Wrocław is a little city which has the feel of a large town and isn’t as overcrowded as some of the bigger and more populous Polish cities. At various times in history, Wrocław has been engulfed in Bohemia, Hungary, the Austrian Empire, Prussia, and Germany. So this place has a very mixed and cosmopolitan feel.
In 2015, the Mercer survey of the Best City to live, ranked Wrocław within its top 230, the only city in Poland to be included in that ranking. In 2016, Wrocław was named as the European Capital of Culture and the World Book Capital.
South-west Poland is mostly flat and the infrastructure for cyclists is pretty good here. There are safe pathways snaking through the city and along the Odra and its tributaries. You can also cycle past farmland and pretty poppy fields leading into the city. You can easily and quite safely commute around here on bike.
I found the bike paths on the side of the Odra particularly appealing, because there were bars and cafes along the route and cathedrals, old Renaissance-era buildings with a climbing vines and everywhere verdant green foliage. It was the most romantic cycling trip I think I’ve ever done.
Looking over the Odra river
Bridges of Wrocław
The Grunwald Bridge is probably the most beautiful in Wrocław and was designed in 1908-1910. Before World War II, Wrocław had 303 bridges. Nowadays there are 100 bridges and 33 gangways remaining.
This unique number of bridges is because of the idiosyncratic geography. The city is the meeting point of the rivers of Oder, Ślęza, Widawa, Bystrzyca, Dobra and a dozen or so streams. Along with this, there are 25 islands in the city.
Almost all of these bridges are cyclable, although they vary in the amount of car and pedestrian traffic they have, and so some are more difficult to navigate than others. Also, as it’s a medieval city – expect that your bike will shudder over cobble-stones and uneven brick roads on these little wee bridges. Although this is more of an enjoyable quirk of the place. The view from these old bridges and islands onto the Odra and cathedrals is incredibly breathtaking and I recommend doing this as the sun goes down. If you go on a week night during summer there will be less tourists and you may even have the back alleys to yourself.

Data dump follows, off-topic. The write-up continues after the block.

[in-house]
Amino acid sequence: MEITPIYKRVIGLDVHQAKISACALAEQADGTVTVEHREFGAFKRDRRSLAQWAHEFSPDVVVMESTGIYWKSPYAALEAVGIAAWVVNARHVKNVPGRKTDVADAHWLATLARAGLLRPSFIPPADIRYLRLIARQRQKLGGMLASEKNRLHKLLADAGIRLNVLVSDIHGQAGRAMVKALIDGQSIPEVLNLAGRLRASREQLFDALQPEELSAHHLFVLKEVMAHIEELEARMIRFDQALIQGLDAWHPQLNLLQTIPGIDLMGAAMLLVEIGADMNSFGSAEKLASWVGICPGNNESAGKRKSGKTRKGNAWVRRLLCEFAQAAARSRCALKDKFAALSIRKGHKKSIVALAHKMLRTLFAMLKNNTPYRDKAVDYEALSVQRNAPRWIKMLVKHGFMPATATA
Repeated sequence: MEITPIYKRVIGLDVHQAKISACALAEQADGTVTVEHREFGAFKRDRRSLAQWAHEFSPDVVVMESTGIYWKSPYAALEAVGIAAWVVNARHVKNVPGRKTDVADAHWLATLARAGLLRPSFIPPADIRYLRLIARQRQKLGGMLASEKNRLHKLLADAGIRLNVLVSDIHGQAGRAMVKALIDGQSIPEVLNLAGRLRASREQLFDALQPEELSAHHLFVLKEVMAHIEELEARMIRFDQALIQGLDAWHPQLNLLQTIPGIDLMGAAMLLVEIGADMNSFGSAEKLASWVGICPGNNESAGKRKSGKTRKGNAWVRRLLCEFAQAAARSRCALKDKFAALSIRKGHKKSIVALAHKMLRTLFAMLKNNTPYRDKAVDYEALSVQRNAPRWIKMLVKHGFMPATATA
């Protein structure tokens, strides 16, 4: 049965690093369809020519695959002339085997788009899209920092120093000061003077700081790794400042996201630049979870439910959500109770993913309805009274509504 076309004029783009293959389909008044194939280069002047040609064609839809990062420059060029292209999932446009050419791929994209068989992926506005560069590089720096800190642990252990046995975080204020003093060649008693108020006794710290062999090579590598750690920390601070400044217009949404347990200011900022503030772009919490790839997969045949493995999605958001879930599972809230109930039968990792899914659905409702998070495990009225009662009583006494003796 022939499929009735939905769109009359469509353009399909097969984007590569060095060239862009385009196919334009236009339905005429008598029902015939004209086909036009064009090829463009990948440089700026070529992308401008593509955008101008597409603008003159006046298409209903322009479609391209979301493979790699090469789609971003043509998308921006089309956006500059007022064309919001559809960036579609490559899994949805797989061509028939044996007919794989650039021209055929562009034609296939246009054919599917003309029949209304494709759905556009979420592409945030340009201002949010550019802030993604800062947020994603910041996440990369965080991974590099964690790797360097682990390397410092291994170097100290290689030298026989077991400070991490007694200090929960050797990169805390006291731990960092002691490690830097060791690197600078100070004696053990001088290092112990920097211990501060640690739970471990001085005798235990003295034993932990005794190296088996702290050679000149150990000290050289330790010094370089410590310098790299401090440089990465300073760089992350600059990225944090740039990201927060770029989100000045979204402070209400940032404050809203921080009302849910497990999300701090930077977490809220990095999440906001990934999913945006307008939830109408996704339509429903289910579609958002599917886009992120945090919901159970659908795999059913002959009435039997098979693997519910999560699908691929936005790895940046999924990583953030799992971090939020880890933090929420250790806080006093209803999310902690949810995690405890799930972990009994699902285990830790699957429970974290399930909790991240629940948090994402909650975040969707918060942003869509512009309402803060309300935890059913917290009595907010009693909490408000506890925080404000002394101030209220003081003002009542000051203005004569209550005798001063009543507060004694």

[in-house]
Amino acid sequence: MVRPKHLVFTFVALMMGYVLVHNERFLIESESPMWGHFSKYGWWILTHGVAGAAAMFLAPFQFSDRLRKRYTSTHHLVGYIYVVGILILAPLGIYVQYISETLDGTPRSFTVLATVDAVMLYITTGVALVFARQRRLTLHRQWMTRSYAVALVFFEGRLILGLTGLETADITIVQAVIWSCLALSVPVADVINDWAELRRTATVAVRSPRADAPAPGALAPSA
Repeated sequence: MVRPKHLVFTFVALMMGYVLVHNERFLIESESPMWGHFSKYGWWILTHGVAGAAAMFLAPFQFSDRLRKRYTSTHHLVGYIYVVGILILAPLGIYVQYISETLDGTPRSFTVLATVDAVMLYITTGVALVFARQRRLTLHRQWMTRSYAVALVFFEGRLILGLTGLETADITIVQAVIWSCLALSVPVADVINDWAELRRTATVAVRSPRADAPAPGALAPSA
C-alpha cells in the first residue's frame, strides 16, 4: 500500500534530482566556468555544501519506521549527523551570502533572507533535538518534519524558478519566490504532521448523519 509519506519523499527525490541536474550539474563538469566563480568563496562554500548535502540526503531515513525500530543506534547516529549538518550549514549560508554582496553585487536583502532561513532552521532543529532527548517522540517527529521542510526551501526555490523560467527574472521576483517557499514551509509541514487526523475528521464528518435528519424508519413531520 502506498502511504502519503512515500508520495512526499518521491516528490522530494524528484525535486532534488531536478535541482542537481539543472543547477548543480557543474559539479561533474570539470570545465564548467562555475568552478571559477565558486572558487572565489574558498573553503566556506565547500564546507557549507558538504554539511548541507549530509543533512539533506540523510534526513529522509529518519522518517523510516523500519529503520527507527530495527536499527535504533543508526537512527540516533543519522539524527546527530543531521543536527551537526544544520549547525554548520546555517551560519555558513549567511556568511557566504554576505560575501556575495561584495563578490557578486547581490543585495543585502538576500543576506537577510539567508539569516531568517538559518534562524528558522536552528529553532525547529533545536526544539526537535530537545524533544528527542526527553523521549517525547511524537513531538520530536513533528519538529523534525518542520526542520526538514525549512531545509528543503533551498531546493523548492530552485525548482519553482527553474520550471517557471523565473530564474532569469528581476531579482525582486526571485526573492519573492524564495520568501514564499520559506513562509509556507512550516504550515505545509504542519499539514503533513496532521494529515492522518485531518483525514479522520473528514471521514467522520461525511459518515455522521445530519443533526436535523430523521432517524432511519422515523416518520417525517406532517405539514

Here are some more bridges that you should put on your list for a cycling or walking trip through the city.
Besides the Grunwald and Rędzin Bridges, the following bridges are also worthwhile to see:
- Zoo Bridge (Most Zwierzyniecki)
- Tumski Bridge (Most Tumski leading to Ostrów Tumski)
- Sand Bridge (Most Piaskowy)
- Mill Bridges (Mosty Młyńskie)
- Freedom Bridge (Most Pokoju), Szczytniki Bridge (Most Szczytnicki)
- Jagiellonian Bridges (Mosty Jagiellońskie)
- Warsaw Bridges (Mosty Warszawskie)
- Pomeranian Bridge (Most Pomorski)
- University Bridge (Most Uniwersytecki)
I’ve read a lot of moaning online about how the cycling paths in Wrocław aren’t that good if you compare them to Denmark or Germany – however I’m comparing them to the ones we have here in New Zealand, and the bike paths were still far better there. You can find out more about cycling in Wrocław and bike hire here and here.